Sergio brings up an interesting notion - does distance really affect a team's ability to collaborate? There are enough virtual collaboration tools that, unless such tools are not available to you, time difference seems like the most impacting factor in a remote team's ability to collaborate. I would add "availability" as a compounding factor to time zones, and it probably is for some people, but in my case, I don't have dedicated teams, so availability is just as significant a factor for the person sitting next to me as for the person sitting overseas.
Yes, having meetings at both 6am and 10pm on the same day kind of sucks - this is where time zone and availability compound the challenge - but it has not been a regular occurrence for me.
It has been my experience that most collaboration between remote team members does not, or does not need, to occur in team meetings. It is not often that the entire team needs to collaborate on a single issue. Sometimes this has to happen because the team members are not connecting on their own outside the meeting, but I push on this because the other team members have their work to do, and I am not compelled to have a meeting for every discussion that needs to take place.
My recommendations would be to:
- obtain the collaboration tools you need to work effectively
- set ground rules for meetings and collaboration, with the team
- build a "return and report" mentality with the team, so that team members don't wait until the meeting to have conversations about important topics
- As a project manager, you do not need to be part of every discussion or set up a meeting to facilitate every conversation that needs to take place
I would recommend the following:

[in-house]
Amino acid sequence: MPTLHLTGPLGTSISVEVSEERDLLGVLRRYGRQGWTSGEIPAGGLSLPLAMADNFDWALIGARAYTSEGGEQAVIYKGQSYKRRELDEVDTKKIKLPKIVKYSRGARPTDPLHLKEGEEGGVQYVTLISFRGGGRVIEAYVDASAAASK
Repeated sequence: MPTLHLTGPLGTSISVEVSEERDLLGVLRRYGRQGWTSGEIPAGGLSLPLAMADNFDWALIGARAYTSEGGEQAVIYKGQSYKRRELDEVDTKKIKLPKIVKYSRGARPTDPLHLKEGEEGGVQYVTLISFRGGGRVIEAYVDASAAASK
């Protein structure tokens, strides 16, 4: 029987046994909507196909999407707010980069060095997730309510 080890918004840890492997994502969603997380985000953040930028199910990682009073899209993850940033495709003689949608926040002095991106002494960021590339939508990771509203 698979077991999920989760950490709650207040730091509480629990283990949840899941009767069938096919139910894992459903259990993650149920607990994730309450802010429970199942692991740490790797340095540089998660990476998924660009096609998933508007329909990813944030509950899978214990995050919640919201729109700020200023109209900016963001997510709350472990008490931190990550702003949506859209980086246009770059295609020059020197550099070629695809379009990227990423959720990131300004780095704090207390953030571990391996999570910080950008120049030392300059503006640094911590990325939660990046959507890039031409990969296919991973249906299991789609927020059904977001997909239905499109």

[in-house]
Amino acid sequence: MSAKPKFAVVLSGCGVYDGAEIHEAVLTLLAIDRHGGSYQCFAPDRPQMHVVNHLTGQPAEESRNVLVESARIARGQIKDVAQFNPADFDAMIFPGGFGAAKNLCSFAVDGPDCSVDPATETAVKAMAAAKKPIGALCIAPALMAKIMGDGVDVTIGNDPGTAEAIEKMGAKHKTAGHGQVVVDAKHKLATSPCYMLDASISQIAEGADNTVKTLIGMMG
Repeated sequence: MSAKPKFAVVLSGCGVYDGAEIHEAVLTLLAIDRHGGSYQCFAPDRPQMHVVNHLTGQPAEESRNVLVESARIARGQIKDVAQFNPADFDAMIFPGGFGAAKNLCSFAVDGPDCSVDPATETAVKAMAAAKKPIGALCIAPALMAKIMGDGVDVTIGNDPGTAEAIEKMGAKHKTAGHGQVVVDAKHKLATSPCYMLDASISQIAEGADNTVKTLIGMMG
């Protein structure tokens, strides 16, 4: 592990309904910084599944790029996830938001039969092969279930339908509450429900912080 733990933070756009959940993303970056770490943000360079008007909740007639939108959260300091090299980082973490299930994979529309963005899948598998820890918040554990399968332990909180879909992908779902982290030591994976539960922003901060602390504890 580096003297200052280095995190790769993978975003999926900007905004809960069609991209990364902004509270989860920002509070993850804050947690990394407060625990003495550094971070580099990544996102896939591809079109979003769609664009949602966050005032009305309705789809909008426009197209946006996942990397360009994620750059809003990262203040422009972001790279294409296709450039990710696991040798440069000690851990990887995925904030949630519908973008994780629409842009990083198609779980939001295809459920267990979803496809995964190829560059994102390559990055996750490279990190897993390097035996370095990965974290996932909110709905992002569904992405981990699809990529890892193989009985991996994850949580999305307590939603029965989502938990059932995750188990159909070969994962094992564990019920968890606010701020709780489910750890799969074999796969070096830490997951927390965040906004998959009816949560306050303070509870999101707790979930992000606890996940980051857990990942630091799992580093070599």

1. Encourage frequent and direct communication with the remote team leads and monitoring its effectiveness and efficiency.
2. Establish the Shared Execution Plan between the main office and the remote team. It must clearly state the communication path and how to implement it, project organization including the remote team, and also the scope of work of the remote team, project procedures they might need, and project goals.
3. Internalize the project commitments and schedule on the remote team and encourage accountability.
Create a project team register. In this register you will list their time zone, preferred method of communication and contact info.
This will help you organize and assign tasks, communicate and plan meetings more efficiently, and help you keep track of progress.
I would recommend at least meeting face to face once if a disparate team is collaborating together on a project remotely. This one interaction can remove a lot of barriers that can exist when you have never met a person before and are having to work with them. Also an independent hierarchy should exist on each site so that people know who the can escalate an issue to that can be death with face to face instead of by emails, video conferencing or phone calls. Roles and responsibilities should be clearly defined especial in the absence of a team member and when tasks have to be shared across multiple sites and multiple persons.
Please login or join to reply